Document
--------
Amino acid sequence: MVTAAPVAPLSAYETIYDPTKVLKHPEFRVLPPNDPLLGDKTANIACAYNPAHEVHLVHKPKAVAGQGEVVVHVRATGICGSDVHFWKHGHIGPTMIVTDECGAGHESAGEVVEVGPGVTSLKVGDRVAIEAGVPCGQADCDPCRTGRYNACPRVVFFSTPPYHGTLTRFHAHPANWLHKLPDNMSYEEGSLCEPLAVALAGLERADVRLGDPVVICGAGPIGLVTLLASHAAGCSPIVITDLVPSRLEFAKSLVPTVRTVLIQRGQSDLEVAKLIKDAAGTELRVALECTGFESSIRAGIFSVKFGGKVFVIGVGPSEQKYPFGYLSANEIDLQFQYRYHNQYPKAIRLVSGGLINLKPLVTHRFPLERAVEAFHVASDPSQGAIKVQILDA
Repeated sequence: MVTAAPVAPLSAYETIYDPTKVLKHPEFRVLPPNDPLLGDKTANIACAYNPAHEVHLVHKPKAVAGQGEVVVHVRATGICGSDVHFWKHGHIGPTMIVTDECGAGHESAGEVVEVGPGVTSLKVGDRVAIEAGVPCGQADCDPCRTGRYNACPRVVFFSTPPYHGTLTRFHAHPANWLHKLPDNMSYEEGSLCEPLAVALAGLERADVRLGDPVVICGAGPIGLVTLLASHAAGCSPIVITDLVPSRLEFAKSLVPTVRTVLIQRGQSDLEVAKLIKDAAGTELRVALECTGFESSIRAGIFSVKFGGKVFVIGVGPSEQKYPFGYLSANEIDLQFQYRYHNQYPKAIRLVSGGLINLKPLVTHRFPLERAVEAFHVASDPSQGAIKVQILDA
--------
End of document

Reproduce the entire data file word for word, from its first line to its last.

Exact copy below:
Amino acid sequence: MVTAAPVAPLSAYETIYDPTKVLKHPEFRVLPPNDPLLGDKTANIACAYNPAHEVHLVHKPKAVAGQGEVVVHVRATGICGSDVHFWKHGHIGPTMIVTDECGAGHESAGEVVEVGPGVTSLKVGDRVAIEAGVPCGQADCDPCRTGRYNACPRVVFFSTPPYHGTLTRFHAHPANWLHKLPDNMSYEEGSLCEPLAVALAGLERADVRLGDPVVICGAGPIGLVTLLASHAAGCSPIVITDLVPSRLEFAKSLVPTVRTVLIQRGQSDLEVAKLIKDAAGTELRVALECTGFESSIRAGIFSVKFGGKVFVIGVGPSEQKYPFGYLSANEIDLQFQYRYHNQYPKAIRLVSGGLINLKPLVTHRFPLERAVEAFHVASDPSQGAIKVQILDA
Repeated sequence: MVTAAPVAPLSAYETIYDPTKVLKHPEFRVLPPNDPLLGDKTANIACAYNPAHEVHLVHKPKAVAGQGEVVVHVRATGICGSDVHFWKHGHIGPTMIVTDECGAGHESAGEVVEVGPGVTSLKVGDRVAIEAGVPCGQADCDPCRTGRYNACPRVVFFSTPPYHGTLTRFHAHPANWLHKLPDNMSYEEGSLCEPLAVALAGLERADVRLGDPVVICGAGPIGLVTLLASHAAGCSPIVITDLVPSRLEFAKSLVPTVRTVLIQRGQSDLEVAKLIKDAAGTELRVALECTGFESSIRAGIFSVKFGGKVFVIGVGPSEQKYPFGYLSANEIDLQFQYRYHNQYPKAIRLVSGGLINLKPLVTHRFPLERAVEAFHVASDPSQGAIKVQILDA